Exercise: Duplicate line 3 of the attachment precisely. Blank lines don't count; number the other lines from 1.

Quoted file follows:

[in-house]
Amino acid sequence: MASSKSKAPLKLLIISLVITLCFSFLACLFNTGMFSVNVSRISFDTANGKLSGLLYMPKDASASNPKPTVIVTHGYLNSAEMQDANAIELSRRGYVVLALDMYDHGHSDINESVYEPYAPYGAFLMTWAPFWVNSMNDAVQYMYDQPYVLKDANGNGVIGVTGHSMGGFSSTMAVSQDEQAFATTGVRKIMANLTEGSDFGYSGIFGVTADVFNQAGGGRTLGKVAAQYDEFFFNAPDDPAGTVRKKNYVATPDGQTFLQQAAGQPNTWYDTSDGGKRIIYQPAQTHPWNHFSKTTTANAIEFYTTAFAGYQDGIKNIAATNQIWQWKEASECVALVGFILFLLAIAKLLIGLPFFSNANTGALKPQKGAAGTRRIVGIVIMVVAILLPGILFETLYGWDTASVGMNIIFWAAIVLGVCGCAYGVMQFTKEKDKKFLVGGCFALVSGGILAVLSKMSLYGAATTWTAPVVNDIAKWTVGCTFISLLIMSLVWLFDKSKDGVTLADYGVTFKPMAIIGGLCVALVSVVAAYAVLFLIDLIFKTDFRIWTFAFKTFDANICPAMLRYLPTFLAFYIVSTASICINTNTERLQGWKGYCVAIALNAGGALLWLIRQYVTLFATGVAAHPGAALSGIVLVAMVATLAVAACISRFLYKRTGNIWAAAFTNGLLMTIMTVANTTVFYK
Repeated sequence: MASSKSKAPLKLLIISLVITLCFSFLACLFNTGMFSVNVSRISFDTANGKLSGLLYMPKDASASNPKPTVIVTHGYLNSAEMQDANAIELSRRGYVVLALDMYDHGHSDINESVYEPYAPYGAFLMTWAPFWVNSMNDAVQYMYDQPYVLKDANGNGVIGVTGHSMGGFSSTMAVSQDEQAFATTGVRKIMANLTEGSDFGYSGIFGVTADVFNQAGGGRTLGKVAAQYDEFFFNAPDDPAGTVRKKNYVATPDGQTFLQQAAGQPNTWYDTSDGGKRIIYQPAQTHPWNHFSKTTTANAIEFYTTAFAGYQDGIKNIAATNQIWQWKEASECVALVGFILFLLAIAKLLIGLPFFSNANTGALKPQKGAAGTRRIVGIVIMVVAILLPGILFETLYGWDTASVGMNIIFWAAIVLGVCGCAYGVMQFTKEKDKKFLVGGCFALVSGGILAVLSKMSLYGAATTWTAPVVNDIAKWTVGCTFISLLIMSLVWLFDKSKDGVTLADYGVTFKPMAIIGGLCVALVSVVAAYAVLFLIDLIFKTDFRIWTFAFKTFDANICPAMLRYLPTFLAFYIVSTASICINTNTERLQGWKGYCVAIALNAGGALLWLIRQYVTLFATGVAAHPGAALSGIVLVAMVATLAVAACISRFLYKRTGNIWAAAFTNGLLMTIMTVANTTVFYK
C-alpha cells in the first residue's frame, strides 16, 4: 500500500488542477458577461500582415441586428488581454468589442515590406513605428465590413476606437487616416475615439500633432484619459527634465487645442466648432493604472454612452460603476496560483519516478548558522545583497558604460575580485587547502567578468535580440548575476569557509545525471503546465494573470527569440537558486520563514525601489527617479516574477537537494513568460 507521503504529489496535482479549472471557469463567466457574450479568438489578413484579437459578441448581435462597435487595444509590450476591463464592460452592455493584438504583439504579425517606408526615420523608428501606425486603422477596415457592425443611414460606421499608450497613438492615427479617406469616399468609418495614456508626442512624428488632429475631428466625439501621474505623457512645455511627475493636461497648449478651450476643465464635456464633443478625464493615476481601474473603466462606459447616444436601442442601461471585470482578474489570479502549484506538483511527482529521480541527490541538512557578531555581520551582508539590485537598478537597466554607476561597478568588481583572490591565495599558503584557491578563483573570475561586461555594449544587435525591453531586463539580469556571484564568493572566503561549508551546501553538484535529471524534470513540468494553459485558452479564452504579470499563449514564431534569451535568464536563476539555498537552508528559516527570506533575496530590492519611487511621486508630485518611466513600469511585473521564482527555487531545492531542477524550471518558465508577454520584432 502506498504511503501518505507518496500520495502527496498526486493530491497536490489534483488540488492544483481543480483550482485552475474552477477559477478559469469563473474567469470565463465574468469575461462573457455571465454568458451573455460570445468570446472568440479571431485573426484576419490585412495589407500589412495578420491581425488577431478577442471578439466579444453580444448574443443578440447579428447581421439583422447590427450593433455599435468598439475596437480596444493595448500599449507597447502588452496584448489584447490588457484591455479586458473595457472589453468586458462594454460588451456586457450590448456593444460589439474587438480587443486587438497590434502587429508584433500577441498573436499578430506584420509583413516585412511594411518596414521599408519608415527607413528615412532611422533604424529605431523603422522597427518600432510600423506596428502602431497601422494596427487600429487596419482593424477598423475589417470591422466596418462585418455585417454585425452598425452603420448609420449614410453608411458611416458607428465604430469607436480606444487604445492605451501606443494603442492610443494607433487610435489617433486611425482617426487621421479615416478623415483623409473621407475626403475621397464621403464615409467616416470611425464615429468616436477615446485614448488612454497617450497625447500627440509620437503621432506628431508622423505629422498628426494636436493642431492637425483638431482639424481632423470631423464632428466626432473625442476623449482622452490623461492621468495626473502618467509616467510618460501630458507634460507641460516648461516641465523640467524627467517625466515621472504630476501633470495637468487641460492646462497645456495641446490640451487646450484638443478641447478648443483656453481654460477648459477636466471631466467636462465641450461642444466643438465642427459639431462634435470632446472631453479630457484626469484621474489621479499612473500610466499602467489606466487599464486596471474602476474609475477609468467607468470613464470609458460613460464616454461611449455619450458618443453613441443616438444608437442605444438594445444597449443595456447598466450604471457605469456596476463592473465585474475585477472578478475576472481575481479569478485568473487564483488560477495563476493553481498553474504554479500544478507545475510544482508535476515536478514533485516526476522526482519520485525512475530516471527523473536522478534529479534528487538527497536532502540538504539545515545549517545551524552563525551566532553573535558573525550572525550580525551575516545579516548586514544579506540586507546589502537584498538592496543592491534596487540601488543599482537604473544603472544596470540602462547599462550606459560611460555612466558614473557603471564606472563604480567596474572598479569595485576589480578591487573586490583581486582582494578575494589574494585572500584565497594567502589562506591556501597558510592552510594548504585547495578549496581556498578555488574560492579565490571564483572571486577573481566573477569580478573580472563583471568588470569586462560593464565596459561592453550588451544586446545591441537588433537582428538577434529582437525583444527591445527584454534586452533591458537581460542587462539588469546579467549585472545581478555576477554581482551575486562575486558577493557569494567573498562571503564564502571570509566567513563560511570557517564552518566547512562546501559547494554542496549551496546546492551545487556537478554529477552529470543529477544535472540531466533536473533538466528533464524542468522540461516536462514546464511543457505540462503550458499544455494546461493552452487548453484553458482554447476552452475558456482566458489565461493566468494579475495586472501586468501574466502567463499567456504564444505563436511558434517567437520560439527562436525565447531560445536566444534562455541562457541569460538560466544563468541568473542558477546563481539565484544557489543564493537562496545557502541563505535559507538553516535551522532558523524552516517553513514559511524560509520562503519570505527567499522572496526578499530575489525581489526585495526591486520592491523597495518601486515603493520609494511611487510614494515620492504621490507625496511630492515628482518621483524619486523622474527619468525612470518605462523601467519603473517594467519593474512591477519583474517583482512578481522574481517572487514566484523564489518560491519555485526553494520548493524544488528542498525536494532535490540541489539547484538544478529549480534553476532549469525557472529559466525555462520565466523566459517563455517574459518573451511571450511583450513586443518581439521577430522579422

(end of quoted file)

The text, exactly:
Repeated sequence: MASSKSKAPLKLLIISLVITLCFSFLACLFNTGMFSVNVSRISFDTANGKLSGLLYMPKDASASNPKPTVIVTHGYLNSAEMQDANAIELSRRGYVVLALDMYDHGHSDINESVYEPYAPYGAFLMTWAPFWVNSMNDAVQYMYDQPYVLKDANGNGVIGVTGHSMGGFSSTMAVSQDEQAFATTGVRKIMANLTEGSDFGYSGIFGVTADVFNQAGGGRTLGKVAAQYDEFFFNAPDDPAGTVRKKNYVATPDGQTFLQQAAGQPNTWYDTSDGGKRIIYQPAQTHPWNHFSKTTTANAIEFYTTAFAGYQDGIKNIAATNQIWQWKEASECVALVGFILFLLAIAKLLIGLPFFSNANTGALKPQKGAAGTRRIVGIVIMVVAILLPGILFETLYGWDTASVGMNIIFWAAIVLGVCGCAYGVMQFTKEKDKKFLVGGCFALVSGGILAVLSKMSLYGAATTWTAPVVNDIAKWTVGCTFISLLIMSLVWLFDKSKDGVTLADYGVTFKPMAIIGGLCVALVSVVAAYAVLFLIDLIFKTDFRIWTFAFKTFDANICPAMLRYLPTFLAFYIVSTASICINTNTERLQGWKGYCVAIALNAGGALLWLIRQYVTLFATGVAAHPGAALSGIVLVAMVATLAVAACISRFLYKRTGNIWAAAFTNGLLMTIMTVANTTVFYK